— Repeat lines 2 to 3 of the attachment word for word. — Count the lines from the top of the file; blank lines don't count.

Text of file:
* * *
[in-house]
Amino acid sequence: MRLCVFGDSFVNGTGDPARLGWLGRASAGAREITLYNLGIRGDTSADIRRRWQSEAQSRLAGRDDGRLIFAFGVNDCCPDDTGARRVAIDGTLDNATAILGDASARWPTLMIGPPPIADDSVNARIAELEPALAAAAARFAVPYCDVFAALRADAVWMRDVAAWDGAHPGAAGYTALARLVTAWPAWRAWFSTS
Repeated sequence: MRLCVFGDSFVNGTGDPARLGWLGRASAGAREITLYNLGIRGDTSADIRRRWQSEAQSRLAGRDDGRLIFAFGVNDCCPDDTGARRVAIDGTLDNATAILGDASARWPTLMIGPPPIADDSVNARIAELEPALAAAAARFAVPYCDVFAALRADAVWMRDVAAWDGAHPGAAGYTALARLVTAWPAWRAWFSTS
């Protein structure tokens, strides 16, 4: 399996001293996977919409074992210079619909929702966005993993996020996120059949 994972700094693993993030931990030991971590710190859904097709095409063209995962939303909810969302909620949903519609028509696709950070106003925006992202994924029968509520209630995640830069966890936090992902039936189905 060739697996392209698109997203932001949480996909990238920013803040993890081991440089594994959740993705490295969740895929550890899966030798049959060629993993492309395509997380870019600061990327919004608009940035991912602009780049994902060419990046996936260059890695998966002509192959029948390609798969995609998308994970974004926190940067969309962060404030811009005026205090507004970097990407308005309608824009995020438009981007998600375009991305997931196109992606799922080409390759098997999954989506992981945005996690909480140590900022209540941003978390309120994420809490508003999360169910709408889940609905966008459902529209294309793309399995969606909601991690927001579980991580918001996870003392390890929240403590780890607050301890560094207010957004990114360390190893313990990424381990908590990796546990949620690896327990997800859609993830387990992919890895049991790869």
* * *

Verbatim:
Amino acid sequence: MRLCVFGDSFVNGTGDPARLGWLGRASAGAREITLYNLGIRGDTSADIRRRWQSEAQSRLAGRDDGRLIFAFGVNDCCPDDTGARRVAIDGTLDNATAILGDASARWPTLMIGPPPIADDSVNARIAELEPALAAAAARFAVPYCDVFAALRADAVWMRDVAAWDGAHPGAAGYTALARLVTAWPAWRAWFSTS
Repeated sequence: MRLCVFGDSFVNGTGDPARLGWLGRASAGAREITLYNLGIRGDTSADIRRRWQSEAQSRLAGRDDGRLIFAFGVNDCCPDDTGARRVAIDGTLDNATAILGDASARWPTLMIGPPPIADDSVNARIAELEPALAAAAARFAVPYCDVFAALRADAVWMRDVAAWDGAHPGAAGYTALARLVTAWPAWRAWFSTS